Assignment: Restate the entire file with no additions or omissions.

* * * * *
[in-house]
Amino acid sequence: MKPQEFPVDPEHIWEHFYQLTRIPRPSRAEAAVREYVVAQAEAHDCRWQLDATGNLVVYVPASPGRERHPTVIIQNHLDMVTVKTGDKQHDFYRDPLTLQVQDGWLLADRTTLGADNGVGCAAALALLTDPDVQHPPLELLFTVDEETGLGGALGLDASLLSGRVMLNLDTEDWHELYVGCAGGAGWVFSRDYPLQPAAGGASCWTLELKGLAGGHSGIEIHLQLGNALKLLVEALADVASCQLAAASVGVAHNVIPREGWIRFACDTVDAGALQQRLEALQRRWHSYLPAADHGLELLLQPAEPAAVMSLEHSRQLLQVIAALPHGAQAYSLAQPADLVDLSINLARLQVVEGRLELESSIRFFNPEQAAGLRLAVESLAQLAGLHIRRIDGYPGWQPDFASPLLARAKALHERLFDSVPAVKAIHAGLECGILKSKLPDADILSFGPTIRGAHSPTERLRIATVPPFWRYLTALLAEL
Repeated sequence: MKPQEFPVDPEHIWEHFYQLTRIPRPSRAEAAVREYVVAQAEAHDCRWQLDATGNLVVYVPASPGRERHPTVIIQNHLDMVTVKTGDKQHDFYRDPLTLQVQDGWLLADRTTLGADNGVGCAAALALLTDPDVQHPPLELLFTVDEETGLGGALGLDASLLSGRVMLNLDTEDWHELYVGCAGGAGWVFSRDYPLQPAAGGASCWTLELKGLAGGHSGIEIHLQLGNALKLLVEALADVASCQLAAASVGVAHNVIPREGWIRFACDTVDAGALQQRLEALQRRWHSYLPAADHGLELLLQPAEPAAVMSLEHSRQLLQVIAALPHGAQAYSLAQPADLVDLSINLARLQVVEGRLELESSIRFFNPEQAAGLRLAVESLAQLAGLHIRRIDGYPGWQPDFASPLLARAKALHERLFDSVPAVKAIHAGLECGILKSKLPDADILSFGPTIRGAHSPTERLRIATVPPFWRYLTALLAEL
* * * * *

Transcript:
[in-house]
Amino acid sequence: MKPQEFPVDPEHIWEHFYQLTRIPRPSRAEAAVREYVVAQAEAHDCRWQLDATGNLVVYVPASPGRERHPTVIIQNHLDMVTVKTGDKQHDFYRDPLTLQVQDGWLLADRTTLGADNGVGCAAALALLTDPDVQHPPLELLFTVDEETGLGGALGLDASLLSGRVMLNLDTEDWHELYVGCAGGAGWVFSRDYPLQPAAGGASCWTLELKGLAGGHSGIEIHLQLGNALKLLVEALADVASCQLAAASVGVAHNVIPREGWIRFACDTVDAGALQQRLEALQRRWHSYLPAADHGLELLLQPAEPAAVMSLEHSRQLLQVIAALPHGAQAYSLAQPADLVDLSINLARLQVVEGRLELESSIRFFNPEQAAGLRLAVESLAQLAGLHIRRIDGYPGWQPDFASPLLARAKALHERLFDSVPAVKAIHAGLECGILKSKLPDADILSFGPTIRGAHSPTERLRIATVPPFWRYLTALLAEL
Repeated sequence: MKPQEFPVDPEHIWEHFYQLTRIPRPSRAEAAVREYVVAQAEAHDCRWQLDATGNLVVYVPASPGRERHPTVIIQNHLDMVTVKTGDKQHDFYRDPLTLQVQDGWLLADRTTLGADNGVGCAAALALLTDPDVQHPPLELLFTVDEETGLGGALGLDASLLSGRVMLNLDTEDWHELYVGCAGGAGWVFSRDYPLQPAAGGASCWTLELKGLAGGHSGIEIHLQLGNALKLLVEALADVASCQLAAASVGVAHNVIPREGWIRFACDTVDAGALQQRLEALQRRWHSYLPAADHGLELLLQPAEPAAVMSLEHSRQLLQVIAALPHGAQAYSLAQPADLVDLSINLARLQVVEGRLELESSIRFFNPEQAAGLRLAVESLAQLAGLHIRRIDGYPGWQPDFASPLLARAKALHERLFDSVPAVKAIHAGLECGILKSKLPDADILSFGPTIRGAHSPTERLRIATVPPFWRYLTALLAEL